Alpha-1 Antitrypsin Phenotype

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Your phenotype or genotype are basically the letters given to the two alleles that make up your Alpha-1 gene. Your phenotype or genotype (e.g. ZZ, MZ, MS, etc.) is important because it can give you a general idea of how at risk you are.

Phenotypes and genotypes of Alpha-1 are reported as letters of the alphabet. These letter assignments were first made when starch gel electrophoresis was the common technique used for testing phenotypes. In this system, the phenotype was determined by how fast the AAT protein moved in a gel. The system was designed so the normal protein moved about halfway up the gel and, therefore, the normal protein was assigned a letter from the middle of the alphabet: M. The most common deficient AAT protein moved hardly at all and was assigned the letter Z.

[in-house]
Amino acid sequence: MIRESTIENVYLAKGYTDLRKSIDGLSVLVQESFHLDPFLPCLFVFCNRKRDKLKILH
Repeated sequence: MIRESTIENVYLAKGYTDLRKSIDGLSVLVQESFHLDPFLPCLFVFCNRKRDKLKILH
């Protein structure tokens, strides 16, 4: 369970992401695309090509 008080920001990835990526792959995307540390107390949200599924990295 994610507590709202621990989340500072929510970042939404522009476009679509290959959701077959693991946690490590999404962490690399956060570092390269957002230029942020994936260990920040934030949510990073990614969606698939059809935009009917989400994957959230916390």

As more and more individuals have been tested, more and more types of AAT have been found. Each of these types is called an allele. With more than 100 different alleles identified, scientists long ago ran out of letters of the alphabet and resorted to naming them based on the city in which the discovery was made. Thus, for example, one rare deficient gene has been labeled MPittsburgh. There are also at least four variations of the normal AAT gene labeled M1, M2, M3, and M4. Not all alleles result in disease or in deficiency. In fact, most non-M alleles cause no problems whatsoever. Many, however, do cause lower than normal levels of AAT in the blood and put people at increased risk of Alpha-1 related disease.

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